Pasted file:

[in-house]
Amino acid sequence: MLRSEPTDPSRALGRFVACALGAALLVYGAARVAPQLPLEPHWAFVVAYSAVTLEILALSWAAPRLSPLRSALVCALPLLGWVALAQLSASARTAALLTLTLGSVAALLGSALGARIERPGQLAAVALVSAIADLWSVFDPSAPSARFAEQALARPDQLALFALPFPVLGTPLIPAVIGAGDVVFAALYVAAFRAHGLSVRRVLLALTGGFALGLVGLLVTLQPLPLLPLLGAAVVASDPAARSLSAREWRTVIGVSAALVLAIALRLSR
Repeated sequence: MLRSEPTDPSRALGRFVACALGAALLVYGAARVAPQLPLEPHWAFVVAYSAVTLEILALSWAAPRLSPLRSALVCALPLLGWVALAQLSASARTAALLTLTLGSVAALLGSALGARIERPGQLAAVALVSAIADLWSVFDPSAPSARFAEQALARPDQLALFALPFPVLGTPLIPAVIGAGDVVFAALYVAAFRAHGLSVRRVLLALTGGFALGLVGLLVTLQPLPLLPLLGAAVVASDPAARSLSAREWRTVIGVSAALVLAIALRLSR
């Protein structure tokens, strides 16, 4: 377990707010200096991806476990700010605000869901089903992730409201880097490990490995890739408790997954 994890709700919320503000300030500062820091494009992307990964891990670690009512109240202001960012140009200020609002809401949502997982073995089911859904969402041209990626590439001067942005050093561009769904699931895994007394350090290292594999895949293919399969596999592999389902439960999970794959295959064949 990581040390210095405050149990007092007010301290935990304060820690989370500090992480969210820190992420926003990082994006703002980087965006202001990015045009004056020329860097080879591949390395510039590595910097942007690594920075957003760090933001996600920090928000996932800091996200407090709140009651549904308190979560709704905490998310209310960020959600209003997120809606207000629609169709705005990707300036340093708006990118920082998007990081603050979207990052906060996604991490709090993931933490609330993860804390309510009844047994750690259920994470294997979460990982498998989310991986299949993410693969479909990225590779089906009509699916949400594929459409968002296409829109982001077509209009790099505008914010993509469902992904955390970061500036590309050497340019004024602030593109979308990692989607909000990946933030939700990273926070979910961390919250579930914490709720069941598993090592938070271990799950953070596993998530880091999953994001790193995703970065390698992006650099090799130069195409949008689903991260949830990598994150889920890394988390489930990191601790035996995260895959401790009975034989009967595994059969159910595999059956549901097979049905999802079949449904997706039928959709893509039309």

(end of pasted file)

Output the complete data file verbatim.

[in-house]
Amino acid sequence: MLRSEPTDPSRALGRFVACALGAALLVYGAARVAPQLPLEPHWAFVVAYSAVTLEILALSWAAPRLSPLRSALVCALPLLGWVALAQLSASARTAALLTLTLGSVAALLGSALGARIERPGQLAAVALVSAIADLWSVFDPSAPSARFAEQALARPDQLALFALPFPVLGTPLIPAVIGAGDVVFAALYVAAFRAHGLSVRRVLLALTGGFALGLVGLLVTLQPLPLLPLLGAAVVASDPAARSLSAREWRTVIGVSAALVLAIALRLSR
Repeated sequence: MLRSEPTDPSRALGRFVACALGAALLVYGAARVAPQLPLEPHWAFVVAYSAVTLEILALSWAAPRLSPLRSALVCALPLLGWVALAQLSASARTAALLTLTLGSVAALLGSALGARIERPGQLAAVALVSAIADLWSVFDPSAPSARFAEQALARPDQLALFALPFPVLGTPLIPAVIGAGDVVFAALYVAAFRAHGLSVRRVLLALTGGFALGLVGLLVTLQPLPLLPLLGAAVVASDPAARSLSAREWRTVIGVSAALVLAIALRLSR
């Protein structure tokens, strides 16, 4: 377990707010200096991806476990700010605000869901089903992730409201880097490990490995890739408790997954 994890709700919320503000300030500062820091494009992307990964891990670690009512109240202001960012140009200020609002809401949502997982073995089911859904969402041209990626590439001067942005050093561009769904699931895994007394350090290292594999895949293919399969596999592999389902439960999970794959295959064949 990581040390210095405050149990007092007010301290935990304060820690989370500090992480969210820190992420926003990082994006703002980087965006202001990015045009004056020329860097080879591949390395510039590595910097942007690594920075957003760090933001996600920090928000996932800091996200407090709140009651549904308190979560709704905490998310209310960020959600209003997120809606207000629609169709705005990707300036340093708006990118920082998007990081603050979207990052906060996604991490709090993931933490609330993860804390309510009844047994750690259920994470294997979460990982498998989310991986299949993410693969479909990225590779089906009509699916949400594929459409968002296409829109982001077509209009790099505008914010993509469902992904955390970061500036590309050497340019004024602030593109979308990692989607909000990946933030939700990273926070979910961390919250579930914490709720069941598993090592938070271990799950953070596993998530880091999953994001790193995703970065390698992006650099090799130069195409949008689903991260949830990598994150889920890394988390489930990191601790035996995260895959401790009975034989009967595994059969159910595999059956549901097979049905999802079949449904997706039928959709893509039309």